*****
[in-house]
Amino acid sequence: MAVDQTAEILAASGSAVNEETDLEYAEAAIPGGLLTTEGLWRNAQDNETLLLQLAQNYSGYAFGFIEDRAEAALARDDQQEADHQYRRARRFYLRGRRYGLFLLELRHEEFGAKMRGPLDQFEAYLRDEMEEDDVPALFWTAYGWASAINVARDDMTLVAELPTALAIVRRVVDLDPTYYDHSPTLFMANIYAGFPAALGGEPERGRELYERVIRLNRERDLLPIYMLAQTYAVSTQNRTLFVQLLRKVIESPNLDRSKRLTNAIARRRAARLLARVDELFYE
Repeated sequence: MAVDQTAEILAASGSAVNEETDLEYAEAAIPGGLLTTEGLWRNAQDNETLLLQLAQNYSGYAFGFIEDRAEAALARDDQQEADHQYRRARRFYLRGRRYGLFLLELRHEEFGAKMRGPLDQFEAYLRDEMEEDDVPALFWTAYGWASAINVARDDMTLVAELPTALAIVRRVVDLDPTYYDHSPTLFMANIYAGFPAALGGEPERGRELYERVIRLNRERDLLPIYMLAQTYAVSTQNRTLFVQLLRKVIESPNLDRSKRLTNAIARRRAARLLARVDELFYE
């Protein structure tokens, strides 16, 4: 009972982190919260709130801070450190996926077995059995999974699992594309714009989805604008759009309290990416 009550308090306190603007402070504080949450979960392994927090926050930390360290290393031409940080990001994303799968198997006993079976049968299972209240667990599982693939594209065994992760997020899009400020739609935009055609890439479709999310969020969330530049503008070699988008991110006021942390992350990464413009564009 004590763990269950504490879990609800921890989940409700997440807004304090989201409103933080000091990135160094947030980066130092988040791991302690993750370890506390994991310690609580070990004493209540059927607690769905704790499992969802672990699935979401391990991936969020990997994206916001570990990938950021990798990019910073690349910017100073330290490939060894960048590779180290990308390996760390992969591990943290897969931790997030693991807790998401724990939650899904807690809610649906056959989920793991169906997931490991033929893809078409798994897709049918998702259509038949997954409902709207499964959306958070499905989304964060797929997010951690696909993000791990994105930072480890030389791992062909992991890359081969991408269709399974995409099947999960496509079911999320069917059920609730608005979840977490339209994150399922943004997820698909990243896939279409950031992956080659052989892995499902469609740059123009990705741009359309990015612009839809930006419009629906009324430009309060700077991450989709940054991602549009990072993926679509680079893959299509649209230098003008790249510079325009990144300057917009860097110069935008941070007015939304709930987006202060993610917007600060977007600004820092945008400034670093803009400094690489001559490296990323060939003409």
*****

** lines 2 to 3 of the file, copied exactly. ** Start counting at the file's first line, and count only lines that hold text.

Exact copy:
Amino acid sequence: MAVDQTAEILAASGSAVNEETDLEYAEAAIPGGLLTTEGLWRNAQDNETLLLQLAQNYSGYAFGFIEDRAEAALARDDQQEADHQYRRARRFYLRGRRYGLFLLELRHEEFGAKMRGPLDQFEAYLRDEMEEDDVPALFWTAYGWASAINVARDDMTLVAELPTALAIVRRVVDLDPTYYDHSPTLFMANIYAGFPAALGGEPERGRELYERVIRLNRERDLLPIYMLAQTYAVSTQNRTLFVQLLRKVIESPNLDRSKRLTNAIARRRAARLLARVDELFYE
Repeated sequence: MAVDQTAEILAASGSAVNEETDLEYAEAAIPGGLLTTEGLWRNAQDNETLLLQLAQNYSGYAFGFIEDRAEAALARDDQQEADHQYRRARRFYLRGRRYGLFLLELRHEEFGAKMRGPLDQFEAYLRDEMEEDDVPALFWTAYGWASAINVARDDMTLVAELPTALAIVRRVVDLDPTYYDHSPTLFMANIYAGFPAALGGEPERGRELYERVIRLNRERDLLPIYMLAQTYAVSTQNRTLFVQLLRKVIESPNLDRSKRLTNAIARRRAARLLARVDELFYE